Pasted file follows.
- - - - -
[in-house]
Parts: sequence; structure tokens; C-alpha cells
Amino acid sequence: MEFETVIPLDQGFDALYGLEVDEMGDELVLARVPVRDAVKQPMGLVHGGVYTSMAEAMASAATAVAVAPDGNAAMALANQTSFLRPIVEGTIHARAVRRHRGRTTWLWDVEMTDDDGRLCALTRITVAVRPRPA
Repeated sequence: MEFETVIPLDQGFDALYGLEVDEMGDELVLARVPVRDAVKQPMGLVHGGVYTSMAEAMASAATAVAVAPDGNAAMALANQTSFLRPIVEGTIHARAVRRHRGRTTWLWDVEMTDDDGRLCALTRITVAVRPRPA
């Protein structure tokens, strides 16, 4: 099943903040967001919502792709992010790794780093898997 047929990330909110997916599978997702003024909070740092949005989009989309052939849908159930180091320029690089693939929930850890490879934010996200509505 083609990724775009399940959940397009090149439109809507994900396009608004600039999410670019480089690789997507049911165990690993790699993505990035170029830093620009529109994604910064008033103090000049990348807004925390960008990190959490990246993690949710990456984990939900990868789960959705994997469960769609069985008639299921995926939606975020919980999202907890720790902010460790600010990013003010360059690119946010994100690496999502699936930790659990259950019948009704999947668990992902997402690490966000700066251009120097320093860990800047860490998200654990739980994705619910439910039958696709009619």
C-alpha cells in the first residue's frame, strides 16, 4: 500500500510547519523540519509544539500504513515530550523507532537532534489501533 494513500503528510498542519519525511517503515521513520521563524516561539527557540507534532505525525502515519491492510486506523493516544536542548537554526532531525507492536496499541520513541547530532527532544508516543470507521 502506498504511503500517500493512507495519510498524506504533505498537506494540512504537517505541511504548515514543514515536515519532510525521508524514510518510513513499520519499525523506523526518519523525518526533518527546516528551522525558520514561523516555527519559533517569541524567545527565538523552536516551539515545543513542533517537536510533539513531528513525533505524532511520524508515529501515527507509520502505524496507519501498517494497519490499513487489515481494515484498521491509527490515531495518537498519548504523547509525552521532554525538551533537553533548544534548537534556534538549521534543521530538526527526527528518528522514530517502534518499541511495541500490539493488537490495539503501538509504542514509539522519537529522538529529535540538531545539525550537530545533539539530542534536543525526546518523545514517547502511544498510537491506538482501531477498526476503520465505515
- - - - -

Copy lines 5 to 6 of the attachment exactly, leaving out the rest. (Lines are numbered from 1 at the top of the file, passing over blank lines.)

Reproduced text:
């Protein structure tokens, strides 16, 4: 099943903040967001919502792709992010790794780093898997 047929990330909110997916599978997702003024909070740092949005989009989309052939849908159930180091320029690089693939929930850890490879934010996200509505 083609990724775009399940959940397009090149439109809507994900396009608004600039999410670019480089690789997507049911165990690993790699993505990035170029830093620009529109994604910064008033103090000049990348807004925390960008990190959490990246993690949710990456984990939900990868789960959705994997469960769609069985008639299921995926939606975020919980999202907890720790902010460790600010990013003010360059690119946010994100690496999502699936930790659990259950019948009704999947668990992902997402690490966000700066251009120097320093860990800047860490998200654990739980994705619910439910039958696709009619």
C-alpha cells in the first residue's frame, strides 16, 4: 500500500510547519523540519509544539500504513515530550523507532537532534489501533 494513500503528510498542519519525511517503515521513520521563524516561539527557540507534532505525525502515519491492510486506523493516544536542548537554526532531525507492536496499541520513541547530532527532544508516543470507521 502506498504511503500517500493512507495519510498524506504533505498537506494540512504537517505541511504548515514543514515536515519532510525521508524514510518510513513499520519499525523506523526518519523525518526533518527546516528551522525558520514561523516555527519559533517569541524567545527565538523552536516551539515545543513542533517537536510533539513531528513525533505524532511520524508515529501515527507509520502505524496507519501498517494497519490499513487489515481494515484498521491509527490515531495518537498519548504523547509525552521532554525538551533537553533548544534548537534556534538549521534543521530538526527526527528518528522514530517502534518499541511495541500490539493488537490495539503501538509504542514509539522519537529522538529529535540538531545539525550537530545533539539530542534536543525526546518523545514517547502511544498510537491506538482501531477498526476503520465505515